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Poco Windy #18: CTE and STEM - Step into Another Story Part 1

There is a long and valued connection between CTE and STEM. Career-Technical Education and Science-Technology-Engineering-Mathematics. CTE instructors and students need to understand science and mathematical concepts to do their valuable jobs in our economy. Scientists, engineers, and mathematicians need the valuable support work provided by CTE staff. Both STEM and CTE have gone through similar cycles of visibility and popularity in this country, unfortunately. Popular for a while, then vanishing below the horizon when national attention shifted. Only to be found again, amid panic and resurrected – often decades later. Fortunately, both are very sought after now, as their importance in a 21st-century economy has again been discovered.

One of the very best parts of the continuing CTE and STEM stories are the people involved, the instructors that work in CTE, STEM and related fields, training America’s workforce. It’s another story worth reading about, worth telling and retelling. How, in this next case, a woman chose a STEM career as a science instructor ultimately in New Mexico instead of something else, somewhere else. Step with me into this New Mexico CTE – STEM story.

This story begins in1973. Born and raised in southeastern Idaho, Carla Burns graduated from High School in American Falls, Idaho, about an hour from the Idaho National Laboratory, in 1973. Deciding to study science (biology), she enrolled at Utah State University, where she worked for a biology professor who also encouraged her to also take science education classes. As we have seen in countless other examples, such encouragement turned out to be a career-defining event. Graduating in May 1976, Burns accepted a science instructor position far to the south, in New Mexico’s uranium country – Grants, New Mexico. There, inside the classroom and outside the classroom, Burns spent 7½ years teaching biology and later chemistry at Webster Junior High and Grants High School including to CTE students. She took a year off to work in the uranium industry for Kerr-McGee Nuclear (1979-80) as an environmental technician. A CTE job, sampling mine metal samples for radiation and sulfur dioxide. Tested above ground and underground. Ran chemical tests. Then went back to teaching. She moved to Lincoln County and took a job at Ruidoso Middle School, teaching general science for 8 years, then transferring to Ruidoso High School where she taught math, chemistry, physics, astronomy, and geology (and the soft skills) until her retirement in 2019. Carla also taught STEM at ENMU at Ruidoso from 1993 to 2019. She eventually spent 42 years as a STEM educator.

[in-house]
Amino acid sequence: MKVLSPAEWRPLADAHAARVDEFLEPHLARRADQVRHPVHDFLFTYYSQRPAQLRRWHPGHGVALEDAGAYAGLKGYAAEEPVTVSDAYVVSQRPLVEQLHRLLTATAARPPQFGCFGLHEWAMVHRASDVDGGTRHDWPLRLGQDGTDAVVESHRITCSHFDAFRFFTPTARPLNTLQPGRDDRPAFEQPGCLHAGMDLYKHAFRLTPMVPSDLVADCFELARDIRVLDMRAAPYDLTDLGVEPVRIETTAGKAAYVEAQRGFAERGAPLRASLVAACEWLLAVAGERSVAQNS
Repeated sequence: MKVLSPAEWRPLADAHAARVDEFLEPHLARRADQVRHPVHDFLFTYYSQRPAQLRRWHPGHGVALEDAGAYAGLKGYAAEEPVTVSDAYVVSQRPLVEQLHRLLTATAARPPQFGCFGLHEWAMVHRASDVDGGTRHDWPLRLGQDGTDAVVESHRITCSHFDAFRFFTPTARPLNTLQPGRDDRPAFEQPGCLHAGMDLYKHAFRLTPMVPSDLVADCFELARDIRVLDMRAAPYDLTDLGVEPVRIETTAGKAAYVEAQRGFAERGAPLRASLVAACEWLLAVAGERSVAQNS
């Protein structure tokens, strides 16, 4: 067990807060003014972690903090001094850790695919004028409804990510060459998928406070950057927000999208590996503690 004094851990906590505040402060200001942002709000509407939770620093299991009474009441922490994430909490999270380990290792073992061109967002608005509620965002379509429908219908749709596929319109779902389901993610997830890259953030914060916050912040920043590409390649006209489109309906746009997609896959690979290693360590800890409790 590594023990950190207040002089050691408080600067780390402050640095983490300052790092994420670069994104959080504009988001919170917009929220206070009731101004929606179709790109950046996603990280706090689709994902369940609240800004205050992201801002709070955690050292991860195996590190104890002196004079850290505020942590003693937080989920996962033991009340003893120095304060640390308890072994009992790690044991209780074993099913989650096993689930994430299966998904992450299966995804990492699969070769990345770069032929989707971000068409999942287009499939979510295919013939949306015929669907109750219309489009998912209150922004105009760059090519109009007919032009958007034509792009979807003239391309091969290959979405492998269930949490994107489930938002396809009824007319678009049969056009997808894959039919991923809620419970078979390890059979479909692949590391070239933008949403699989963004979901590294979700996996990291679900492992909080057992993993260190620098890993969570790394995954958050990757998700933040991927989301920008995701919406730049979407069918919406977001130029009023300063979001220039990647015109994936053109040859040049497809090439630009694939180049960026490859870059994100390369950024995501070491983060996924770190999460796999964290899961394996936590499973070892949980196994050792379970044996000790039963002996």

Often, Carla worked Summers too. She managed the NASA-funded Summer Science program at ENMU at Ruidoso for Lincoln County middle school and high school students. As such, she gathered a talented pool of math instructors, CTE instructors, USFS biologists, engineers who as a team, encouraged students to finish high school, go to college, study STEM subjects. Several of those participants are now teachers in Lincoln County school classrooms today. The awards started rolling in. Outside of her work in Lincoln County, Burns served on the New Mexico Science Teachers Association (NMSTA) as President, Secretary, regional representative, member of the Board of Directors, in total serving 34 years. Burns also worked summers at New Mexico Tech in programs such as ‘Rocking Around New Mexico’, through the Bureau of Geology, earning an MS there in 1983. From 2004 to the present, she has worked nationally for three different science textbook companies. Was awarded the Presidential Award for Excellence in Math and Science Education, and the AAAS Outstanding Science Teacher for New Mexico in 1988 and received the awards in Washington, D.C. Worked for several decades in the New Mexico MESA program, first in Grants, later creating the Ruidoso program. MESA focused on STEM minority students and girls. Burns - known throughout New Mexico science education. Award-winning.

The Burns story is only one of many CTE/STEM ‘people’ stories. A legendary STEM instructor Carla Burns. Next time, we will cover the second part of the Burns interview. 

By Dr. James Miller